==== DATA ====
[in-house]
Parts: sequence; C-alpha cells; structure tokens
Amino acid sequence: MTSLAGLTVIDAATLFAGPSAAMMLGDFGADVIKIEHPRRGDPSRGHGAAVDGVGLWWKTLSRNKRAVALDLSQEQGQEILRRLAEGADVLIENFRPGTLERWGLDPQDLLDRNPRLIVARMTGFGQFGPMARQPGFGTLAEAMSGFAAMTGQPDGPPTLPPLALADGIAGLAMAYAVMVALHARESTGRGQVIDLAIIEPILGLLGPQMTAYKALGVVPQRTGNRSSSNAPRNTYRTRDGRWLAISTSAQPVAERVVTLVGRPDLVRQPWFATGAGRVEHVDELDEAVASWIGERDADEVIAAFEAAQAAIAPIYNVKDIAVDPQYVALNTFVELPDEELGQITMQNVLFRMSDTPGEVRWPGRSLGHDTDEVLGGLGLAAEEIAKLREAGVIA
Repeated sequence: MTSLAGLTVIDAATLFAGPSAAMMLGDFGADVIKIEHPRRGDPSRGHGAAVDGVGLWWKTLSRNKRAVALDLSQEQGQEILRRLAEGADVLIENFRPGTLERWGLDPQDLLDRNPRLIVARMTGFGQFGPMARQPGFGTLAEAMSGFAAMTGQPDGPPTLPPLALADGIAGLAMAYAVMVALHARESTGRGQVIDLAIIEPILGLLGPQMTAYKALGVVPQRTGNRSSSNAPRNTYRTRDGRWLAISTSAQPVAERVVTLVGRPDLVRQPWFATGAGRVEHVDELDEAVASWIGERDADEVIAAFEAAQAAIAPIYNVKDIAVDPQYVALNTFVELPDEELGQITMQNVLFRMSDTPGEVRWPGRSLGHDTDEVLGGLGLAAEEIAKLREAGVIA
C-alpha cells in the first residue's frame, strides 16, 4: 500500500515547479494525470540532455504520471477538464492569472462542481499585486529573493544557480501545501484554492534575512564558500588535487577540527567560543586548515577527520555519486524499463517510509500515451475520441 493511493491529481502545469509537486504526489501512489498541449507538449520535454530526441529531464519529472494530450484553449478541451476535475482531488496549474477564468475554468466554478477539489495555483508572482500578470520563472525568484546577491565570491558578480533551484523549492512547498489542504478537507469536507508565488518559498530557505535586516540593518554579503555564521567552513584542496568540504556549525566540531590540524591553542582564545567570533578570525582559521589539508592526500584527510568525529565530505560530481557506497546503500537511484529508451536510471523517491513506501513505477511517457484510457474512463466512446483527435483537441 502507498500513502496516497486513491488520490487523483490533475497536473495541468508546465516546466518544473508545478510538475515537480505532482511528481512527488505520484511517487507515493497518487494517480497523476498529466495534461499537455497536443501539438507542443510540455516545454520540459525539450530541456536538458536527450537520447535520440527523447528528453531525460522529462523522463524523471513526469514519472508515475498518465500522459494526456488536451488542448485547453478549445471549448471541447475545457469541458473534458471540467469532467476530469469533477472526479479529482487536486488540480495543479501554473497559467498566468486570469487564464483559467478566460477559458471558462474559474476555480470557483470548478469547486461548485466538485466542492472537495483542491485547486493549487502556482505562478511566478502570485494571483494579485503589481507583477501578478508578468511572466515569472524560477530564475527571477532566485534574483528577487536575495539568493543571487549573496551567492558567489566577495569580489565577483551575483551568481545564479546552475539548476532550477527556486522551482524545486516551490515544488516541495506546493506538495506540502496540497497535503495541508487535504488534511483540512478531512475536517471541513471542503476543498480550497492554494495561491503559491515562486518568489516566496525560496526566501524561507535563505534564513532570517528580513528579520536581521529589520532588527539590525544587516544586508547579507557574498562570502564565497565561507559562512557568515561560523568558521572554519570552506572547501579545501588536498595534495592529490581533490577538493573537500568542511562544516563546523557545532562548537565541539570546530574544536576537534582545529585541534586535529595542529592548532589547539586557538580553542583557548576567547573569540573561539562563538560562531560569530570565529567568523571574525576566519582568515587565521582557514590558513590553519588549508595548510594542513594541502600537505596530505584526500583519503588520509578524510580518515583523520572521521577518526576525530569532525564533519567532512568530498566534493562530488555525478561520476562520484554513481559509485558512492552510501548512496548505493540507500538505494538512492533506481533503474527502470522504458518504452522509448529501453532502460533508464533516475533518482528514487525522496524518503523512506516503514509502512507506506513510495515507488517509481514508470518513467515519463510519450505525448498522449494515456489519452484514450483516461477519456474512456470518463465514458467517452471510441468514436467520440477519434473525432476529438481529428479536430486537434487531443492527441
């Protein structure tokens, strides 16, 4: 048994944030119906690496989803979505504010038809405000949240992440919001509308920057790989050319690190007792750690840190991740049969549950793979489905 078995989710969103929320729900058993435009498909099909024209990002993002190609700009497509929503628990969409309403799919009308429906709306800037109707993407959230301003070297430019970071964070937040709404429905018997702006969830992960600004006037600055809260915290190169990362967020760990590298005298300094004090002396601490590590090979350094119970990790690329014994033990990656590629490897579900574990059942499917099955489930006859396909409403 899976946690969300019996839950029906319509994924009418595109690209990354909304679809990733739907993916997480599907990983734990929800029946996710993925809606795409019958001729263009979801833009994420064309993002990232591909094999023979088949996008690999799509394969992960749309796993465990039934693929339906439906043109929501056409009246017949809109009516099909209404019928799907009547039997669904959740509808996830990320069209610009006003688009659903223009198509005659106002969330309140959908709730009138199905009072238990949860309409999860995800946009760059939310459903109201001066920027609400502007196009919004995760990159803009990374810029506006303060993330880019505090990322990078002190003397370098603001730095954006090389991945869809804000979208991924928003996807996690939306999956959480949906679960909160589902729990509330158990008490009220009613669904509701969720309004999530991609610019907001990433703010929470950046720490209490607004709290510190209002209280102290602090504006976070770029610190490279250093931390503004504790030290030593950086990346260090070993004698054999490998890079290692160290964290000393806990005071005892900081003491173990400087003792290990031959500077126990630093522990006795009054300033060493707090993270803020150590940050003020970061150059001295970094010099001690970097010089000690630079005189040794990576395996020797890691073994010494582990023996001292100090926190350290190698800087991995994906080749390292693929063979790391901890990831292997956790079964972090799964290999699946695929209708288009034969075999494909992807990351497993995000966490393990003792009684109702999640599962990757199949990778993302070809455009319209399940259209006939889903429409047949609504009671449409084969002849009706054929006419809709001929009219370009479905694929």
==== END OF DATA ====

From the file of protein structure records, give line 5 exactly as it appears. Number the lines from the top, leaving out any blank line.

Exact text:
C-alpha cells in the first residue's frame, strides 16, 4: 500500500515547479494525470540532455504520471477538464492569472462542481499585486529573493544557480501545501484554492534575512564558500588535487577540527567560543586548515577527520555519486524499463517510509500515451475520441 493511493491529481502545469509537486504526489501512489498541449507538449520535454530526441529531464519529472494530450484553449478541451476535475482531488496549474477564468475554468466554478477539489495555483508572482500578470520563472525568484546577491565570491558578480533551484523549492512547498489542504478537507469536507508565488518559498530557505535586516540593518554579503555564521567552513584542496568540504556549525566540531590540524591553542582564545567570533578570525582559521589539508592526500584527510568525529565530505560530481557506497546503500537511484529508451536510471523517491513506501513505477511517457484510457474512463466512446483527435483537441 502507498500513502496516497486513491488520490487523483490533475497536473495541468508546465516546466518544473508545478510538475515537480505532482511528481512527488505520484511517487507515493497518487494517480497523476498529466495534461499537455497536443501539438507542443510540455516545454520540459525539450530541456536538458536527450537520447535520440527523447528528453531525460522529462523522463524523471513526469514519472508515475498518465500522459494526456488536451488542448485547453478549445471549448471541447475545457469541458473534458471540467469532467476530469469533477472526479479529482487536486488540480495543479501554473497559467498566468486570469487564464483559467478566460477559458471558462474559474476555480470557483470548478469547486461548485466538485466542492472537495483542491485547486493549487502556482505562478511566478502570485494571483494579485503589481507583477501578478508578468511572466515569472524560477530564475527571477532566485534574483528577487536575495539568493543571487549573496551567492558567489566577495569580489565577483551575483551568481545564479546552475539548476532550477527556486522551482524545486516551490515544488516541495506546493506538495506540502496540497497535503495541508487535504488534511483540512478531512475536517471541513471542503476543498480550497492554494495561491503559491515562486518568489516566496525560496526566501524561507535563505534564513532570517528580513528579520536581521529589520532588527539590525544587516544586508547579507557574498562570502564565497565561507559562512557568515561560523568558521572554519570552506572547501579545501588536498595534495592529490581533490577538493573537500568542511562544516563546523557545532562548537565541539570546530574544536576537534582545529585541534586535529595542529592548532589547539586557538580553542583557548576567547573569540573561539562563538560562531560569530570565529567568523571574525576566519582568515587565521582557514590558513590553519588549508595548510594542513594541502600537505596530505584526500583519503588520509578524510580518515583523520572521521577518526576525530569532525564533519567532512568530498566534493562530488555525478561520476562520484554513481559509485558512492552510501548512496548505493540507500538505494538512492533506481533503474527502470522504458518504452522509448529501453532502460533508464533516475533518482528514487525522496524518503523512506516503514509502512507506506513510495515507488517509481514508470518513467515519463510519450505525448498522449494515456489519452484514450483516461477519456474512456470518463465514458467517452471510441468514436467520440477519434473525432476529438481529428479536430486537434487531443492527441